Mr. Grey returned $1.2 million in excess commissions unearthed by the review, Mr. Shadling’s lawyers said, but Mr. Shandling contended he was owed substantially more. As the atmosphere grew more contentious, Mr. Grey dropped Mr. Shandling as a client in November 1997, and Mr. Shandling sued in January for $100 million in damages. The lawsuit questioned whether managers who are also producers have an inherent conflict of interest.

Mr. Grey and his allies fired back. First, Dan Klores, the publicist the two men shared, announced he was dropping Mr. Shandling and called him “illogical and irrational.” Then, in March 1998, Mr. Grey hit Mr. Shandling with a headline-grabbing countersuit, claiming he had “acted erratically, irrationally, and at times abusively,” all at great cost to the “Larry Sanders” partnership.

On the sidelines now was Ms. Doucett, who had just married another man and had become pregnant, but who, in light of her seven-year relationship with Mr. Shandling, could be of great value as a witness in the suit. Then her phone started ringing.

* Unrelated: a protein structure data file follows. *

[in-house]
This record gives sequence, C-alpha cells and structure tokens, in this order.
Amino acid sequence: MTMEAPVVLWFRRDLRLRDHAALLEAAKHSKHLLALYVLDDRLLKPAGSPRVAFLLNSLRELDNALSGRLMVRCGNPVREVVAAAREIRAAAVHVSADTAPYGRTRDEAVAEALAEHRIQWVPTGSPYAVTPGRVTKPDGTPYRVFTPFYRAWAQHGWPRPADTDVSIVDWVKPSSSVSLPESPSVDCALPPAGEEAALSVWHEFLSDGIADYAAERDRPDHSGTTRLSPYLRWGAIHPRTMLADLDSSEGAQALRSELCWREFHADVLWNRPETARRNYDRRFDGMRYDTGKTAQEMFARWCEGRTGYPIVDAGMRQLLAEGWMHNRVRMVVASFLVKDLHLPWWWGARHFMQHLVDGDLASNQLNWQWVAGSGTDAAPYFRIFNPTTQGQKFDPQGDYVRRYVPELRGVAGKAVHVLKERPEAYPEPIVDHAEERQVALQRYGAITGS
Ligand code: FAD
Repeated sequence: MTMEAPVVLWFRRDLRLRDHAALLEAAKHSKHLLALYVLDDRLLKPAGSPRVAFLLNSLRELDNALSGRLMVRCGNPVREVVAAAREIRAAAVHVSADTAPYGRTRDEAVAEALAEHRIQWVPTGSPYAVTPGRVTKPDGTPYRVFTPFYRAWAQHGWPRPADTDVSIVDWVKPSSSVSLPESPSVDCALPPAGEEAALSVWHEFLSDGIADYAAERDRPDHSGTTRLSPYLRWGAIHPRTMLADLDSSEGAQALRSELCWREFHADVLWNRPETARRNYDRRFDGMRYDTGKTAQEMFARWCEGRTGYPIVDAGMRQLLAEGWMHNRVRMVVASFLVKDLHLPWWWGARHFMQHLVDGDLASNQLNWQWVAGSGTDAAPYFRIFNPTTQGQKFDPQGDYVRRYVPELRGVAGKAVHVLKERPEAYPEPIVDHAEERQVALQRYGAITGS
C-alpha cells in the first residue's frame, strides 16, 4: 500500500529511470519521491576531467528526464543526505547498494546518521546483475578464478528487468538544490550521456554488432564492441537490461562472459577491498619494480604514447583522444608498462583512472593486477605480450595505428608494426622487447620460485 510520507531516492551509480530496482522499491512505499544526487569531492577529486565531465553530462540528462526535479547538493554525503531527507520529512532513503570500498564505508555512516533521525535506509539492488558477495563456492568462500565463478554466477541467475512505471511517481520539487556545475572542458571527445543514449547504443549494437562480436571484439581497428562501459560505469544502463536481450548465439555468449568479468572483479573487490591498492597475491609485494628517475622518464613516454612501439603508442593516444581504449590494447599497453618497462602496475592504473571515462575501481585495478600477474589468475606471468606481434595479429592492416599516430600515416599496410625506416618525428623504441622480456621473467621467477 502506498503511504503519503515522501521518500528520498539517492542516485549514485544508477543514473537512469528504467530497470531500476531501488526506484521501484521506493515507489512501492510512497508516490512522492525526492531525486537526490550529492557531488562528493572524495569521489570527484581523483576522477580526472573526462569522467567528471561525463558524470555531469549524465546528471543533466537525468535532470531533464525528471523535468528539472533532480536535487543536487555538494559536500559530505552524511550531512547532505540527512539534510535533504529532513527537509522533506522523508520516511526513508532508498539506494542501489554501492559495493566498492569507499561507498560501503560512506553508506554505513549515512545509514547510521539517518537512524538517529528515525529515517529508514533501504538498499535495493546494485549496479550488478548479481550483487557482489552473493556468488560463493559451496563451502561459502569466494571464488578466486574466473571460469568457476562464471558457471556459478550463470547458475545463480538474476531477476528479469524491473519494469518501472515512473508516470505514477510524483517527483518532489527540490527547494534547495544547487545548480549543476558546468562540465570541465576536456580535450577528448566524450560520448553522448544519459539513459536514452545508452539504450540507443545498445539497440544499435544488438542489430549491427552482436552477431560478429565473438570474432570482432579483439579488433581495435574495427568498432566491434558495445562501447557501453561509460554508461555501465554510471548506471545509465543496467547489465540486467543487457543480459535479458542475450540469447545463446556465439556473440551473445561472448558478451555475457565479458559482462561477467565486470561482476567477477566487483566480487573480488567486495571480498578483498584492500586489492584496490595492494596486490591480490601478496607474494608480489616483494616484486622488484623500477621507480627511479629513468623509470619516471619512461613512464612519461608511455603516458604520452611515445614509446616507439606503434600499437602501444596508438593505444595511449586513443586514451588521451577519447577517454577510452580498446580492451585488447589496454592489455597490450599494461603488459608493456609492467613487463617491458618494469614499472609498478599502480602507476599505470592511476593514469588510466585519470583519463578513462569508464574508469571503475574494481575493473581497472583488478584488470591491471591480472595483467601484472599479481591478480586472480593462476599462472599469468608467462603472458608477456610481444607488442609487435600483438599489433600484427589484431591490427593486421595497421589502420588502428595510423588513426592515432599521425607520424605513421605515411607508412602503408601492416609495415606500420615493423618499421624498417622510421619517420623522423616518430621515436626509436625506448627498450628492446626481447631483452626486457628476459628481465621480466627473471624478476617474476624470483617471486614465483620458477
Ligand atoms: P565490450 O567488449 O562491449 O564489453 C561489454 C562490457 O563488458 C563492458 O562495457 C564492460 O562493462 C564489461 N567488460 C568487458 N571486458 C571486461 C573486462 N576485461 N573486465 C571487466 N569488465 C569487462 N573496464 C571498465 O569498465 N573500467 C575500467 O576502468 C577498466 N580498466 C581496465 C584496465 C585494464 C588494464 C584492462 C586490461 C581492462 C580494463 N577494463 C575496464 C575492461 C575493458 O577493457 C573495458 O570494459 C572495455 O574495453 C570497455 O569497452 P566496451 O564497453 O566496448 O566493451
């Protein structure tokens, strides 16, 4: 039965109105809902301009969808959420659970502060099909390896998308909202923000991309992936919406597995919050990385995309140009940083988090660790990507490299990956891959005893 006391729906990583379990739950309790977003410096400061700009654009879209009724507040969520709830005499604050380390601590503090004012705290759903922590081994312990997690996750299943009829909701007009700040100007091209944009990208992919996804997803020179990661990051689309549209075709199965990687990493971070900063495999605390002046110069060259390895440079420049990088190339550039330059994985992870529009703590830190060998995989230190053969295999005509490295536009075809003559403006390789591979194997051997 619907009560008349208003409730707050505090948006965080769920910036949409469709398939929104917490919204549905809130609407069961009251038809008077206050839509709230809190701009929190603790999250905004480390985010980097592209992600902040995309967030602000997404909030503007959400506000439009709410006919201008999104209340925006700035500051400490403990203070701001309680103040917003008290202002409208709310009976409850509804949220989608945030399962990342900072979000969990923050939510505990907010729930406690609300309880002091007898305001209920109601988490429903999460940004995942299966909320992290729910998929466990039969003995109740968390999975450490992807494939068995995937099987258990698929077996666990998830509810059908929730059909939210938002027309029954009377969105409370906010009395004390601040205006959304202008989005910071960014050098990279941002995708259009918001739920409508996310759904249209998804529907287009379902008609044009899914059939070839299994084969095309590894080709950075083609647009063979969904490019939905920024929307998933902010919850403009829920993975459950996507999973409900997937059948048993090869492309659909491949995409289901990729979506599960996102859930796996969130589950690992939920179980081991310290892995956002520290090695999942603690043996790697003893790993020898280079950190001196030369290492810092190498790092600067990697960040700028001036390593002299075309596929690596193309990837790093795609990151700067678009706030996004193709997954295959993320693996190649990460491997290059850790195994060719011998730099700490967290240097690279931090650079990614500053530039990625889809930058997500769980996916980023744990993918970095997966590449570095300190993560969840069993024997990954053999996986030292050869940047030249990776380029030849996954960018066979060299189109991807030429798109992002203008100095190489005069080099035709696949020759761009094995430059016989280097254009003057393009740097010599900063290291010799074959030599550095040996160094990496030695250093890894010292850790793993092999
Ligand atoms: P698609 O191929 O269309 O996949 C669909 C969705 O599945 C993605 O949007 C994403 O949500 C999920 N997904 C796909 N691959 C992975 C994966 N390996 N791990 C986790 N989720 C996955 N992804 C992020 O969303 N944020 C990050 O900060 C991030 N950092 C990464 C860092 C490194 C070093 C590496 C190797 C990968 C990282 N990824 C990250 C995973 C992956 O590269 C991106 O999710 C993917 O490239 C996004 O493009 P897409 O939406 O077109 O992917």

“All of a sudden, Brad and Garry love me,” Ms. Doucett said. “People I hadn’t spoken to in years.”

Mr. Grey, she testified later, called one day to let her know that she might be called as a witness. He then made an offer that seemed heavy-handed, she recalled in an interview: “He said, ‘Are you ready for your own series?’ ” Mr. Grey, who would go on to produce “The Sopranos” a year later, also assured Ms. Doucett, “You’re like family to me,” she recalled. Ms. Doucett’s recitation of this exchange was corroborated by the person close to the investigation who was informed of the conversation at the time.

But Ms. Doucett made clear where she would stand, telling Mr. Grey she remained “protective” of Mr. Shandling,” she later swore.

Ms. Doucett immediately informed Mr. Shandling of the call, she testified, and the two took a long walk on the set of his show. “He felt that he’d been wrongly represented and basically was nervous to talk about anything,” Ms. Doucett later recounted under oath. And Mr. Shandling said he would try not to involve her in the lawsuit.

In his written statement Sunday, Mr. Grey called “ridiculous” any suggestion that he “tried to influence any witness testimony” in his litigation with Mr. Shandling.